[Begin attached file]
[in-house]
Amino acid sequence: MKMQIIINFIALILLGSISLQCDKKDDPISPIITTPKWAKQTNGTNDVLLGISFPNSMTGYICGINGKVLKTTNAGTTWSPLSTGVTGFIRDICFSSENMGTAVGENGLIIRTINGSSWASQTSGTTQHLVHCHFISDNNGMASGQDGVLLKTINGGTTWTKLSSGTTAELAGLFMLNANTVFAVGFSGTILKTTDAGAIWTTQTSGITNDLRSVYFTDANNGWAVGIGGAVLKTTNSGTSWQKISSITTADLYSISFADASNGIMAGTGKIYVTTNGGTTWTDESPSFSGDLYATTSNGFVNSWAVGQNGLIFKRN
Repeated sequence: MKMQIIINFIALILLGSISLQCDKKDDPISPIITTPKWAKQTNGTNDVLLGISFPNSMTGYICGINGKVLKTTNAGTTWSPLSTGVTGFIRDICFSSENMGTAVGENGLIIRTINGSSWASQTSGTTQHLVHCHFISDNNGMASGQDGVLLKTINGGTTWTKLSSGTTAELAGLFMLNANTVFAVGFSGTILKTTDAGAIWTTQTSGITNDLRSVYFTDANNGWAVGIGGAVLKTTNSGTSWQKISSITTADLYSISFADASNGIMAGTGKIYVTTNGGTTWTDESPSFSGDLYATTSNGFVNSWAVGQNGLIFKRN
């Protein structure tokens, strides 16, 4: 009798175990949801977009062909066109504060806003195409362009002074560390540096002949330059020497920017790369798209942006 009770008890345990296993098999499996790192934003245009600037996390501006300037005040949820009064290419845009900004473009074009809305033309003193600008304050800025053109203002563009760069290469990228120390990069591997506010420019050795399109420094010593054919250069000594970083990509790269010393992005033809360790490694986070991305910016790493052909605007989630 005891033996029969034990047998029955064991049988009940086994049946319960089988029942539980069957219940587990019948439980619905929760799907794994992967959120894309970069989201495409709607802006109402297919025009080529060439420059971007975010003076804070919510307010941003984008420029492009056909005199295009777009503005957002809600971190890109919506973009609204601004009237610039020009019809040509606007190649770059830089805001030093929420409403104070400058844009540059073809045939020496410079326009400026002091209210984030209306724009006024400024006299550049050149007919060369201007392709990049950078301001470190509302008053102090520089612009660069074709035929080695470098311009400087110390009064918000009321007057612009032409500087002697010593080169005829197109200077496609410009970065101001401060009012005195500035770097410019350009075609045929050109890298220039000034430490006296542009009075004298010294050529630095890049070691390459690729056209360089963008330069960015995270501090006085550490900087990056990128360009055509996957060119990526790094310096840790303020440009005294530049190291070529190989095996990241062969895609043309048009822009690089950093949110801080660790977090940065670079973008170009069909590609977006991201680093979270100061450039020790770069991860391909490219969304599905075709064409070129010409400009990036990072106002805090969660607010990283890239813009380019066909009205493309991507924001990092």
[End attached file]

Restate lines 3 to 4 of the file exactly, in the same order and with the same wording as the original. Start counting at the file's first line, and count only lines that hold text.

Repeated sequence: MKMQIIINFIALILLGSISLQCDKKDDPISPIITTPKWAKQTNGTNDVLLGISFPNSMTGYICGINGKVLKTTNAGTTWSPLSTGVTGFIRDICFSSENMGTAVGENGLIIRTINGSSWASQTSGTTQHLVHCHFISDNNGMASGQDGVLLKTINGGTTWTKLSSGTTAELAGLFMLNANTVFAVGFSGTILKTTDAGAIWTTQTSGITNDLRSVYFTDANNGWAVGIGGAVLKTTNSGTSWQKISSITTADLYSISFADASNGIMAGTGKIYVTTNGGTTWTDESPSFSGDLYATTSNGFVNSWAVGQNGLIFKRN
């Protein structure tokens, strides 16, 4: 009798175990949801977009062909066109504060806003195409362009002074560390540096002949330059020497920017790369798209942006 009770008890345990296993098999499996790192934003245009600037996390501006300037005040949820009064290419845009900004473009074009809305033309003193600008304050800025053109203002563009760069290469990228120390990069591997506010420019050795399109420094010593054919250069000594970083990509790269010393992005033809360790490694986070991305910016790493052909605007989630 005891033996029969034990047998029955064991049988009940086994049946319960089988029942539980069957219940587990019948439980619905929760799907794994992967959120894309970069989201495409709607802006109402297919025009080529060439420059971007975010003076804070919510307010941003984008420029492009056909005199295009777009503005957002809600971190890109919506973009609204601004009237610039020009019809040509606007190649770059830089805001030093929420409403104070400058844009540059073809045939020496410079326009400026002091209210984030209306724009006024400024006299550049050149007919060369201007392709990049950078301001470190509302008053102090520089612009660069074709035929080695470098311009400087110390009064918000009321007057612009032409500087002697010593080169005829197109200077496609410009970065101001401060009012005195500035770097410019350009075609045929050109890298220039000034430490006296542009009075004298010294050529630095890049070691390459690729056209360089963008330069960015995270501090006085550490900087990056990128360009055509996957060119990526790094310096840790303020440009005294530049190291070529190989095996990241062969895609043309048009822009690089950093949110801080660790977090940065670079973008170009069909590609977006991201680093979270100061450039020790770069991860391909490219969304599905075709064409070129010409400009990036990072106002805090969660607010990283890239813009380019066909009205493309991507924001990092």